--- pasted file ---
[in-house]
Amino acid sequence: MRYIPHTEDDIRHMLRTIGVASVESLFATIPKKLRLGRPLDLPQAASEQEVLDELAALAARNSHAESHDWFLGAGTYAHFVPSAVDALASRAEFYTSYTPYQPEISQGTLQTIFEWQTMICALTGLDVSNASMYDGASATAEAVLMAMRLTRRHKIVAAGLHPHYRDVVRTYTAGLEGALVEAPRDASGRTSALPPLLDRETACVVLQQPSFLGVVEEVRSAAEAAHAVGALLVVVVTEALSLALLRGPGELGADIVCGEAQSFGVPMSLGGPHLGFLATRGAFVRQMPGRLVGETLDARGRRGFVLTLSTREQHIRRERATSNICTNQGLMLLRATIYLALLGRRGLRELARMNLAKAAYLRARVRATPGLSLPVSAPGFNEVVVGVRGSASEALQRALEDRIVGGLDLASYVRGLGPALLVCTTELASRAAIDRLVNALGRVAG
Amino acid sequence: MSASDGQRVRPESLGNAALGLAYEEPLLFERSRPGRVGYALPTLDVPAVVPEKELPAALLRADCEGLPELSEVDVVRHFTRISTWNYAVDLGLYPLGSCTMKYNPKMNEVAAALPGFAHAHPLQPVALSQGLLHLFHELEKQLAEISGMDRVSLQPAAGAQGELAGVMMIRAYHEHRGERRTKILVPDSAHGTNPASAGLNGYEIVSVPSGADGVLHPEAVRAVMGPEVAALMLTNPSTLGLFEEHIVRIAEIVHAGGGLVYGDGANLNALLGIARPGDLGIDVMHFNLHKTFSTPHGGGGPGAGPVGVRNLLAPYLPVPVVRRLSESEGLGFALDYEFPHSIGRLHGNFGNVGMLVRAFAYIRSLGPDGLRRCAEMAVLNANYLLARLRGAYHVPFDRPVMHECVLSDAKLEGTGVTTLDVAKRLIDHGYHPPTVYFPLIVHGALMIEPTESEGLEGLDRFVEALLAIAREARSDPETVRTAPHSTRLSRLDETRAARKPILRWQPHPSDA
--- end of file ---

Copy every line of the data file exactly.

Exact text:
[in-house]
Amino acid sequence: MRYIPHTEDDIRHMLRTIGVASVESLFATIPKKLRLGRPLDLPQAASEQEVLDELAALAARNSHAESHDWFLGAGTYAHFVPSAVDALASRAEFYTSYTPYQPEISQGTLQTIFEWQTMICALTGLDVSNASMYDGASATAEAVLMAMRLTRRHKIVAAGLHPHYRDVVRTYTAGLEGALVEAPRDASGRTSALPPLLDRETACVVLQQPSFLGVVEEVRSAAEAAHAVGALLVVVVTEALSLALLRGPGELGADIVCGEAQSFGVPMSLGGPHLGFLATRGAFVRQMPGRLVGETLDARGRRGFVLTLSTREQHIRRERATSNICTNQGLMLLRATIYLALLGRRGLRELARMNLAKAAYLRARVRATPGLSLPVSAPGFNEVVVGVRGSASEALQRALEDRIVGGLDLASYVRGLGPALLVCTTELASRAAIDRLVNALGRVAG
Amino acid sequence: MSASDGQRVRPESLGNAALGLAYEEPLLFERSRPGRVGYALPTLDVPAVVPEKELPAALLRADCEGLPELSEVDVVRHFTRISTWNYAVDLGLYPLGSCTMKYNPKMNEVAAALPGFAHAHPLQPVALSQGLLHLFHELEKQLAEISGMDRVSLQPAAGAQGELAGVMMIRAYHEHRGERRTKILVPDSAHGTNPASAGLNGYEIVSVPSGADGVLHPEAVRAVMGPEVAALMLTNPSTLGLFEEHIVRIAEIVHAGGGLVYGDGANLNALLGIARPGDLGIDVMHFNLHKTFSTPHGGGGPGAGPVGVRNLLAPYLPVPVVRRLSESEGLGFALDYEFPHSIGRLHGNFGNVGMLVRAFAYIRSLGPDGLRRCAEMAVLNANYLLARLRGAYHVPFDRPVMHECVLSDAKLEGTGVTTLDVAKRLIDHGYHPPTVYFPLIVHGALMIEPTESEGLEGLDRFVEALLAIAREARSDPETVRTAPHSTRLSRLDETRAARKPILRWQPHPSDA